In four short weeks we are leaving for Santiago, Chile. My husband, me and our three small children (ages 1, 4, and 5.5) will live there for nine weeks to learn Spanish (or at least get a good start) and immerse ourselves in the culture. Our family learning sabbatical is one of the greatest gifts we will ever give our children, and ourselves.
Here’s how it started.
In the fall of 2012 we found ourselves pretty content. And by content I mean we had a good rhythm and everything seemed if not easy, well, pretty darn manageable. Marriage, work, kids, life was comfortable. We were in between babies (planning but not yet pregnant with our third and final child). But here’s the deal, I don’t think my husband and I “do” comfortable very well. We get itchy. We start dreaming and planning. By that I mean that we are kind of addicted to learning curves. We’ve both had our fair share of learning curves—both what has come at us through the course of life and the deliberate choices we’ve made. We found ourselves in the fall of 2012 craving something extraordinary. Around the same time my husband casually commented to me, “if we don’t learn Spanish, we’ll be like our parents with iPhones.” Our parents are not terribly tech savvy. They are somewhat ill prepared for the tech-centered world we live in. Josh and I can see—through the community we live in, our careers and the very real statistical data—that Spanish is going to be not only important, but likely necessary, in our future. And certainly in our children’s futures. We also feel very strongly about the advantages to the brain when second and third languages are introduced early in life. We desperately want the world to be more open to our children and the opportunities and choices for college, for work, and for life to be vastly wider and deeper than it has been for us.
And so we started talking about a BIG adventure. Now, I’ll be honest, nine weeks in Santiago is NOT the first iteration of this dream. Indeed, we discussed at length taking an entire year off—from work, America, our house, our stuff—and moving to Chile. Josh wanted to leave IMMEDIATELY but alas within days of our first real and in-depth discussion of Chile we realized I was pregnant—yay!—and so I negotiated more time for planning. Though entirely possible, I did not want to give birth in Chile or spend any of the baby’s first year there. I wanted my Yakima village of doctors and friends and support. Plus, there were SO MANY THINGS to do in order for this dream to come together.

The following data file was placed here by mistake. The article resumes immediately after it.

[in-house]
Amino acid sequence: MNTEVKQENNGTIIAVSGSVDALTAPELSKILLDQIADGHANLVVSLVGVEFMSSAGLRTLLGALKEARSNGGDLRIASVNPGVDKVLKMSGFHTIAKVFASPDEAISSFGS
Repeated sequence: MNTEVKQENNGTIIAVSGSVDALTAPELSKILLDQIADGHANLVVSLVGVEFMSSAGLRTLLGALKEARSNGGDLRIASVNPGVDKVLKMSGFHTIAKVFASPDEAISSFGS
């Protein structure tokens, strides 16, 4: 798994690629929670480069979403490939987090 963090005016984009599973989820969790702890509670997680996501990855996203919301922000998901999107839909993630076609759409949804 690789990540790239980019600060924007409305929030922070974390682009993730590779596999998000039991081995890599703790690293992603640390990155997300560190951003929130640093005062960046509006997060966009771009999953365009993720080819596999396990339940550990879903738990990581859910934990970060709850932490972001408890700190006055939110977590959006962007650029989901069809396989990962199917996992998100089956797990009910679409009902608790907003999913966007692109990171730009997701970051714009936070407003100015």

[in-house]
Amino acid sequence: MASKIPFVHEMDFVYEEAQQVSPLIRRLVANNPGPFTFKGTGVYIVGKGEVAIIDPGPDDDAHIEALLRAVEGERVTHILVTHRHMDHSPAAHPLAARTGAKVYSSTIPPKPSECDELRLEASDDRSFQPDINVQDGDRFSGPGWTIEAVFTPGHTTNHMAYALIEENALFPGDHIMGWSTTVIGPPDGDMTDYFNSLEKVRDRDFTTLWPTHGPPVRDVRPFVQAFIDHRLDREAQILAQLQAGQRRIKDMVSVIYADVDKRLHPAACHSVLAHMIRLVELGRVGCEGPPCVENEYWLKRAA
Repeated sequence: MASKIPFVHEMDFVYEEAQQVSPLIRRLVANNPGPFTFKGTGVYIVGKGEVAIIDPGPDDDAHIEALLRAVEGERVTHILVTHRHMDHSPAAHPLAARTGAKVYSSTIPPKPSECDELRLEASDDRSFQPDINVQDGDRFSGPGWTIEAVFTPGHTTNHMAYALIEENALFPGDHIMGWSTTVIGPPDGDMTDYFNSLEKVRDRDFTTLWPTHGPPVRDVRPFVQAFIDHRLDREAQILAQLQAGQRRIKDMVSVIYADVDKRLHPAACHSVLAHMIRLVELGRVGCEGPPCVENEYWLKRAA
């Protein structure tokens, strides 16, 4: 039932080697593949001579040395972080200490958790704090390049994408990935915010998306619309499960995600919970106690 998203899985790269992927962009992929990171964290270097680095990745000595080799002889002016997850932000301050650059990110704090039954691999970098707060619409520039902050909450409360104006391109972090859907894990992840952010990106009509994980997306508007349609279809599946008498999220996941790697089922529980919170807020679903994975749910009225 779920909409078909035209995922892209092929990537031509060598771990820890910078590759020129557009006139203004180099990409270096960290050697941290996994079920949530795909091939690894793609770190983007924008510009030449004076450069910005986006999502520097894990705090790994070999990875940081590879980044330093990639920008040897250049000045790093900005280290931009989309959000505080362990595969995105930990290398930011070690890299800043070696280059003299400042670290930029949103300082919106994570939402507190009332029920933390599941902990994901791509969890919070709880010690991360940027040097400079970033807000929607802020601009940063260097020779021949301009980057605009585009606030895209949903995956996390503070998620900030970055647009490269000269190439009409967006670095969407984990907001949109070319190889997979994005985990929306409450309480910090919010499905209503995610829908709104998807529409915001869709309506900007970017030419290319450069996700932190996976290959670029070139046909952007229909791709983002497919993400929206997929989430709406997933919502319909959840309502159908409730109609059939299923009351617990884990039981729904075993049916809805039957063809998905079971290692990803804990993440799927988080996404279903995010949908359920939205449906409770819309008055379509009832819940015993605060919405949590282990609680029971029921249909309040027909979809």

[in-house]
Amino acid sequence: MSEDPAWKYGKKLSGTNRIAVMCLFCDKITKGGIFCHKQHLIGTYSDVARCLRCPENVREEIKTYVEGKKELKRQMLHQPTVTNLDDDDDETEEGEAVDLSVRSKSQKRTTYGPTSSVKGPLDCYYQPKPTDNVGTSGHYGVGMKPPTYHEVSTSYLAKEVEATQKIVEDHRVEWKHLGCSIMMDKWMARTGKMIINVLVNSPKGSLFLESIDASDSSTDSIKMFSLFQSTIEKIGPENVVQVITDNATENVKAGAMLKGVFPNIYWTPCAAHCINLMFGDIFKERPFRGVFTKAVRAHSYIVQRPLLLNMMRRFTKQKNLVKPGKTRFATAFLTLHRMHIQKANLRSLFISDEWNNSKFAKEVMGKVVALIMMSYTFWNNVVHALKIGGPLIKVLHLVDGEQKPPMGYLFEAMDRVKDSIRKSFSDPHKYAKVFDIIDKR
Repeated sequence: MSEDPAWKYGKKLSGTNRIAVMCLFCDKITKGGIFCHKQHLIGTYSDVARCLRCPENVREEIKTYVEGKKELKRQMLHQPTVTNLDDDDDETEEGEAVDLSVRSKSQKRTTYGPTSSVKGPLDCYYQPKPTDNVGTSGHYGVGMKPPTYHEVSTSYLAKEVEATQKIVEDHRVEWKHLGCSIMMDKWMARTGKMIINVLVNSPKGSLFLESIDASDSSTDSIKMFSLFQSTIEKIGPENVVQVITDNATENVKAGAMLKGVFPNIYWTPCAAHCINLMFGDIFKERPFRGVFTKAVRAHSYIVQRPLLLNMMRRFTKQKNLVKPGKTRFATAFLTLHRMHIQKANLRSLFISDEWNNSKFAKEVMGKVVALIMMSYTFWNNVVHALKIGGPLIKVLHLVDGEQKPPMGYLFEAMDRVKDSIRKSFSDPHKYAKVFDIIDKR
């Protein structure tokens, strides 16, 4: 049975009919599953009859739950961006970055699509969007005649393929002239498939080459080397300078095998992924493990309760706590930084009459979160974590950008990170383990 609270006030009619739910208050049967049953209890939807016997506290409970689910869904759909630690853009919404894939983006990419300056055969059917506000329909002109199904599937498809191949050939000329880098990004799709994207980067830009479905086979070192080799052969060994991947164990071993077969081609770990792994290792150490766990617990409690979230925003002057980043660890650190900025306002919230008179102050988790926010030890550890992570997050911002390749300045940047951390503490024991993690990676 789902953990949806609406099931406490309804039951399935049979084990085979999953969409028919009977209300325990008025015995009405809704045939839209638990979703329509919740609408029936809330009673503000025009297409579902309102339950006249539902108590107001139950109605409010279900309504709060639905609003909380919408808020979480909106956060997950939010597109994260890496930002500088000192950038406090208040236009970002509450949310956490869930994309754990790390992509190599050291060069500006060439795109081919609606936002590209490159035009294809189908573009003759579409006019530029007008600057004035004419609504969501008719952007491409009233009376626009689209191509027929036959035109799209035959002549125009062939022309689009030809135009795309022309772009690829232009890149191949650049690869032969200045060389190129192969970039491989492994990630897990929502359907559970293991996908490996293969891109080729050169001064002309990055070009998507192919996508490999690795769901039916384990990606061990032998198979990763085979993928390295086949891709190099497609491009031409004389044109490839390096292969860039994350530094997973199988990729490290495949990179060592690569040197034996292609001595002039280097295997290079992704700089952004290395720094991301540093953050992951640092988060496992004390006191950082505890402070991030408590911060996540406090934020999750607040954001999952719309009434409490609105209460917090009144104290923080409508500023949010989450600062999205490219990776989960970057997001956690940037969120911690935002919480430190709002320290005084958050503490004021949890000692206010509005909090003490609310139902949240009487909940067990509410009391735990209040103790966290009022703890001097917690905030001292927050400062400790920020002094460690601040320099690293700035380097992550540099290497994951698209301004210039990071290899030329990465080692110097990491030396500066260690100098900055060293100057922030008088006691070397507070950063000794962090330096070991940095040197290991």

The first thing to do? Ask Josh’s boss for a sabbatical.
This item seems to be the biggest “WTF?” when we tell people about our sabbatical. No, we aren’t professors but quite frankly, sabbaticals are not that rare. Several large U.S. companies give sabbaticals to long-time employees (Intel, Motorola, Starbucks), and even a local law firm gives partners sabbaticals. Once we crunched the numbers and figured out we could manage a sabbatical financially, Josh approached his boss and told them our dream. Really, that’s what he did. He told them about our passion to learn Spanish, for the adventure, for the doors we believe it will open in our children’s brains. And they said yes. We are going during the slowest time of the year and Josh will delegate work to colleagues and “be available” via phone and email for anything urgent that comes up. We’ll be totally plugged in technologically speaking while in Chile and he already deals with time differences as we’re in Washington State and his company is headquartered in Georgia and Barcelona, Spain. Now, for those of you who cannot wrap your heads around taking that length of leave consider this: most professional women I know have done it at least two times. It’s called maternity leave. Organizations survive for 12 weeks and so does the employee.
I’ll also say that we’ve been strategic in our lives to create as much liberty as possible. We’ve pursued careers and a lifestyle that grants us a lot of liberty so that we can make a choices like this. We’ve certainly sacrificed to have this liberty in a variety of ways.
Why Chile? Ask Josh. It’s someplace he has always wanted to visit. He’s drawn to Chile. If this were my dream we’d be packing up our lives to move to France for the indefinite future. I lived in Paris years ago and I always assumed that France would be our adventure. I’ll concede though that Spanish will be more useful but France is still on our horizon. Learning Spanish makes me feel like such a cheat. I constantly feel like I’m cheating on French while I learn Spanish. How can I have two loves? My brain has capacity for both, I hope.
And so, here we go!